Chapter 6

The Acquisition of Territory and Property By Right of Conquest

by Hugo Grotius

Part 1

Besides the impunity allowed to men for certain actions, which have been mentioned before, there are other consequences and effects, peculiar to the law of nations, attending solemn and formal war. The law of nature indeed authorises our making such acquisitions in a just war, as may be deemed an equivalent for a debt, which cannot otherwise be obtained, or as may inflict a loss upon the aggressor, provided it be within the bounds of reasonable punishment. According to this right, as we find in the fourteenth chapter of Genesis, Abraham devoted to God a tenth part of the spoils, which he had taken from the five kings: and the inspired writer in the seventh chapter of his Epistle to the Hebrews gives the same interpretation of this passage. In the same manner the Greeks too, the Carthaginians, and the Romans, devoted a tenth portion of the spoils of war to their deities. Jacob, in making a particular bequest to Joseph above his brethren, says, “I have given to thee one portion above thy brethren, which I took out of the hand of the Amorite with my sword, and with my bow.” In this335 place, the expression, I TOOK, is used according to the prophetic style, where an event, that will for certain take place, is spoken of in the past time, and an action is here attributed to Jacob, which some of his descendants were to perform, supposing the progenitor and his children to be the same person.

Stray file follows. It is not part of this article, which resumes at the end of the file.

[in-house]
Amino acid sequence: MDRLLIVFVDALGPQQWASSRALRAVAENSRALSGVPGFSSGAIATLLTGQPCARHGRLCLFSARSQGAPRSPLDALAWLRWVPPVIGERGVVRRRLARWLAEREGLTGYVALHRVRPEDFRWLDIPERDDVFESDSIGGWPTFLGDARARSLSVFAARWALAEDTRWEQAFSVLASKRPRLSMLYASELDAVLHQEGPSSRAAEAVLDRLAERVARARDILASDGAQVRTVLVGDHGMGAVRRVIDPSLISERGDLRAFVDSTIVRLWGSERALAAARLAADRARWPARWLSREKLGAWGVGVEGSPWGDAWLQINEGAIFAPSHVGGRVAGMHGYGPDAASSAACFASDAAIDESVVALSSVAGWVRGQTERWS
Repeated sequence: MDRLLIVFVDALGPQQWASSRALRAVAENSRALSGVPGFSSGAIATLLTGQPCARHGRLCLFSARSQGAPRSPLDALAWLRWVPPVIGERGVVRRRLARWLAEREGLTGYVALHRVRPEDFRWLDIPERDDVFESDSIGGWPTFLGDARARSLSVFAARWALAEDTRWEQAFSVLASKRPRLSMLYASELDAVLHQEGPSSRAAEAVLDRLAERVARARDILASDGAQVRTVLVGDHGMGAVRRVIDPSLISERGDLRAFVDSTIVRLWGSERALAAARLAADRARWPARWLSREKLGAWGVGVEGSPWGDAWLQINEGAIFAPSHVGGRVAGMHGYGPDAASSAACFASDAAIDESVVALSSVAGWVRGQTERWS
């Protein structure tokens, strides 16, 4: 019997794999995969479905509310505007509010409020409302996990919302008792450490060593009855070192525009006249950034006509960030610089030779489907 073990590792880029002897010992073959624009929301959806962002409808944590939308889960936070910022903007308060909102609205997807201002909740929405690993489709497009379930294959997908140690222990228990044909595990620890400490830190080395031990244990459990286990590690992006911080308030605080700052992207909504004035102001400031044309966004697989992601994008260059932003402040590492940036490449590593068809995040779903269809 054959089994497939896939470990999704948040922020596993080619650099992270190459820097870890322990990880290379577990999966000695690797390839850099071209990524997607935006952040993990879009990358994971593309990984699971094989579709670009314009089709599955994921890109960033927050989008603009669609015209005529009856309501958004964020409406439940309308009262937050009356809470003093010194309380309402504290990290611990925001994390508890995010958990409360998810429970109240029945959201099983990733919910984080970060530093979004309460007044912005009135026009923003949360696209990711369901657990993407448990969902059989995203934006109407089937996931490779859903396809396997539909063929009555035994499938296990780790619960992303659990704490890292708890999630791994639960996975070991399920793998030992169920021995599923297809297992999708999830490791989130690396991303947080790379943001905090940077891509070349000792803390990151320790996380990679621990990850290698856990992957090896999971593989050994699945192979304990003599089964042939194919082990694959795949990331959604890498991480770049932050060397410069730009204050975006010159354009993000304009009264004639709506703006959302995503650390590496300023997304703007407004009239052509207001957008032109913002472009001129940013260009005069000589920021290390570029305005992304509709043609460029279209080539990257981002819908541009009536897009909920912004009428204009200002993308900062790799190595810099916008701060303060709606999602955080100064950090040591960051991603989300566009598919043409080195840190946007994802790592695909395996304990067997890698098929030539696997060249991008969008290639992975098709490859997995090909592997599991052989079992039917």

Nor is it upon conjecture alone that such a right is founded, but the divine law giver himself pronounces sentence against a city that has rejected the offers of peace, and afterwards been taken by storm, that he gives all her spoils to the conqueror.

Part 2

According to the law of nations, not only the person, who makes war upon just grounds; but any one whatever, engaged in regular and formal war, becomes absolute proprietor of every thing which he takes from the enemy: so that all nations respect his title, and the title of all, who derive through him their claim to such possessions. Which, as to all foreign relations, constitutes the true idea of dominion. For, as Cyrus, in Xenophon observes, when the city of an enemy is taken, every thing that is taken therein becomes a lawful prize to the conquerors; and Plato, in his treatise on laws asserts the same. Cicero in his speech against Rullus says that Mitylene belonged to the Roman people by the laws of war, and the right of conquest; and, in the first book of his offices, he observes, that some things become the private property of those, who take possession of them, when unoccupied, or of those, who make a conquest of them in war.—Theophilus, in his Greek institutes, calls the one the natural mode of acquisition, and Aristotle denominates the other the natural way of acquisition by the sword, without regarding any other reason, but the bare fact, from which the right arises. Thus Nerva, the son, as Paulus the lawyer relates, said that property arose from natural possession, some traces of which still remain respecting wild animals taken either upon the sea, or upon the land, or birds flying in the air. It is seen also in things taken in war, all which immediately become the property of the first captors. Now things are considered as taken from an enemy, when taken from his subjects.